Don’t Text and Drive: Setting a Grand Example

Using our communication and socialization skills with grandchildren can be a challenge for grands at any time, no less in a moving vehicle. With today’s technology our grandchildren know how to text and tweet before they can write and speak. It may be a challenge to stop teens and tweens from using modern technology in the passenger seats while driving to the playground or the soccer field, but the best thing we can do as grandparents is to not do the same while driving.

Studies at the University of Utah show that 70 percent of accidents involving teens are caused by sending and receiving text messages. That is equivalent to drinking and driving with two times the legal limit of alcohol. Many states have outlawed both cell phone use (other than hands free) and texting while driving. In some instances there is also a ban on teens using hands-free devices for their phones.

Granted, I don’t text well standing up, let alone while driving, but I do use my cell phone hands-free in the car. I have a Bluetooth earpiece, while many newer-model cars have this feature included. Even with these precautions, pulling over to take a call or a text message is the safest bet.

If our grandchildren, even as young as 2 years old, see us fumble for the cell phone, take one hand off the wheel and start talking or texting while driving, they will think it’s okay. Operating these devices in this fashion can be deadly; just ask those people who have lost their loved ones to someone who was texting or talking on their cell phone [http://www.aaafoundation.org/home/].

Three-letter acronyms can be used to shorten a word or sentence, but texting while driving can shorten the life of another driver, a pedestrian or our loved ones [http://www.journalofvision.org/3/9/157/]. We need to be conscious of our actions while driving and be role models for our grandkids.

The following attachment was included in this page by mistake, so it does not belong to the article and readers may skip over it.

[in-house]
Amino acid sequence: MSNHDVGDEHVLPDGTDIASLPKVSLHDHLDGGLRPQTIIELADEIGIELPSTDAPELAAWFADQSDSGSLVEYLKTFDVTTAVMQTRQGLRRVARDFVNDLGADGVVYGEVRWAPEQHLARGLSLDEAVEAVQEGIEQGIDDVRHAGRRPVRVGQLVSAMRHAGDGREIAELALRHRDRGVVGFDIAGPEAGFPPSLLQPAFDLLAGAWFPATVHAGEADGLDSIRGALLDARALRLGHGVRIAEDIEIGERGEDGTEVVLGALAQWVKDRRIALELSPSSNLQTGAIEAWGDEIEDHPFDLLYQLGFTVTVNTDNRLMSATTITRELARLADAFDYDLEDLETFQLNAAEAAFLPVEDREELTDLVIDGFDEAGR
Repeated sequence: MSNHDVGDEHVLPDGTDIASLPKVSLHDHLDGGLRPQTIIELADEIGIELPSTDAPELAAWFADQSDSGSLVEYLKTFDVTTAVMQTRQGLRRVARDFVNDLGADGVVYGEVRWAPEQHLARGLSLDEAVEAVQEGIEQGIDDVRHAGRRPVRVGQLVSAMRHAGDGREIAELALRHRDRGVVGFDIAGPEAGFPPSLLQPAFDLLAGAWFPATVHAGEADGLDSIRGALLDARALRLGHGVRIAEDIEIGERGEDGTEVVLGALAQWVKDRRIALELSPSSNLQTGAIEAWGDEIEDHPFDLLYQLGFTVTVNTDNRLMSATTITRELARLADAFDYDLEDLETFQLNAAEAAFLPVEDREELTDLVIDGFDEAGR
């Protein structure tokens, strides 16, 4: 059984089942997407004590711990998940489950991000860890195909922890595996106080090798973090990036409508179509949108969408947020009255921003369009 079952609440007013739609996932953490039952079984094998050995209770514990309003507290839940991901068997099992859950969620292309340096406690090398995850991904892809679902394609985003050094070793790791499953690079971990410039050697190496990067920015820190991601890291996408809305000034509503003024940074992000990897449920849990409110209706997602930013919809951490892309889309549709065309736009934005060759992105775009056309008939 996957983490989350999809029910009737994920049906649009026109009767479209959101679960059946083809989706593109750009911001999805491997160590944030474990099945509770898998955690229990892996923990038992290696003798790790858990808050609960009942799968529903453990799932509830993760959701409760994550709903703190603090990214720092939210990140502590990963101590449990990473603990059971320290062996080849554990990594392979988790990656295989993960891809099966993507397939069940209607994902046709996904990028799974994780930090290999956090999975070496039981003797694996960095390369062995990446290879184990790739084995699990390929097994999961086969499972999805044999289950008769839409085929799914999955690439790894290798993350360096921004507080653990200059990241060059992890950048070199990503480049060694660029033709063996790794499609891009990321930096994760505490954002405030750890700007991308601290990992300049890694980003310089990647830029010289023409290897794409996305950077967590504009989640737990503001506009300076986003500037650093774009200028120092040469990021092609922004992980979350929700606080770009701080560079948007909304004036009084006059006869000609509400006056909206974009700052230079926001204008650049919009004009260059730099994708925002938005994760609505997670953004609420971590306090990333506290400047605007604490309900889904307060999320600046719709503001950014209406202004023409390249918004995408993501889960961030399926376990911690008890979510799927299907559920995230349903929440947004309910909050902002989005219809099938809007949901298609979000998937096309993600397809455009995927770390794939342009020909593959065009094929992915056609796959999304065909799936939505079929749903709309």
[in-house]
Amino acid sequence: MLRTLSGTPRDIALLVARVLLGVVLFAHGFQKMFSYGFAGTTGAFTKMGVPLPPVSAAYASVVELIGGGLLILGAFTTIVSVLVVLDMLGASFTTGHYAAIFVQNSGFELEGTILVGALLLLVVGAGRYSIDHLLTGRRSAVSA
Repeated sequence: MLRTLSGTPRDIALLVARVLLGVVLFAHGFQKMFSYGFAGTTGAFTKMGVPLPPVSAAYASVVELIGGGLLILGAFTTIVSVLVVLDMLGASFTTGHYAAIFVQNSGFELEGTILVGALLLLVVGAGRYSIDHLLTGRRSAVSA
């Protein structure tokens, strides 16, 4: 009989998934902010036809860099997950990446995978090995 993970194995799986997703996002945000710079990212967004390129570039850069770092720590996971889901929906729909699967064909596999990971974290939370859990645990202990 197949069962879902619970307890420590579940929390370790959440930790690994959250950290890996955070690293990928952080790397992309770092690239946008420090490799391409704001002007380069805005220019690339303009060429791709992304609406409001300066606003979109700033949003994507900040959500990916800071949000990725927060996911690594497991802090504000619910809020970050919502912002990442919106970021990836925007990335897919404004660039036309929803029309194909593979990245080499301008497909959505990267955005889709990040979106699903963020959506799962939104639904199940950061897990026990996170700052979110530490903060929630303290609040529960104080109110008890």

Cathy Droz is a test-car driver for the boomer generation [http://www.grandmashotwheels.info/]. She and her on-air partner review autos on their Phoenix radio show. To hear their podcasts, click here [www.twofortheroadusa.com] and then click on the radio show link.

Texting while driving is bad news

Robert Siegel and Madeleine Brand of NPR’s “All Things Considered” interview reporter Jenny Brundin : [http://www.npr.org/templates/player/mediaPlayer.html?action=1&t=1&islist=false&id=113035255&m=113088199], or read it here: [http://www.npr.org/templates/story/story.php?storyId=113035255].

Matt Richtel of The New York Times in a CNBC interview : [http://video.nytimes.com/video/2009/07/28/technology/1247463689318/the-dangers-of-texting-while-driving.html].

Ray Suarez of PBS NewsHour interviews Prof. David Strayer of the University of Utah : [http://www.pbs.org/newshour/extra/video/blog/2009/07/texting_and_driving_a_dangerou.html].

Jenny Brundin of KUER Salt Lake City reports on the Key2SafeDriving device that disables texting while driving : [http://www.publicbroadcasting.net/wkms/news.newsmain/article/0/0/1554259/Regional.Headlines/Parents.can.block.teen.texting..talking.in.cars].

CATHY DROZ

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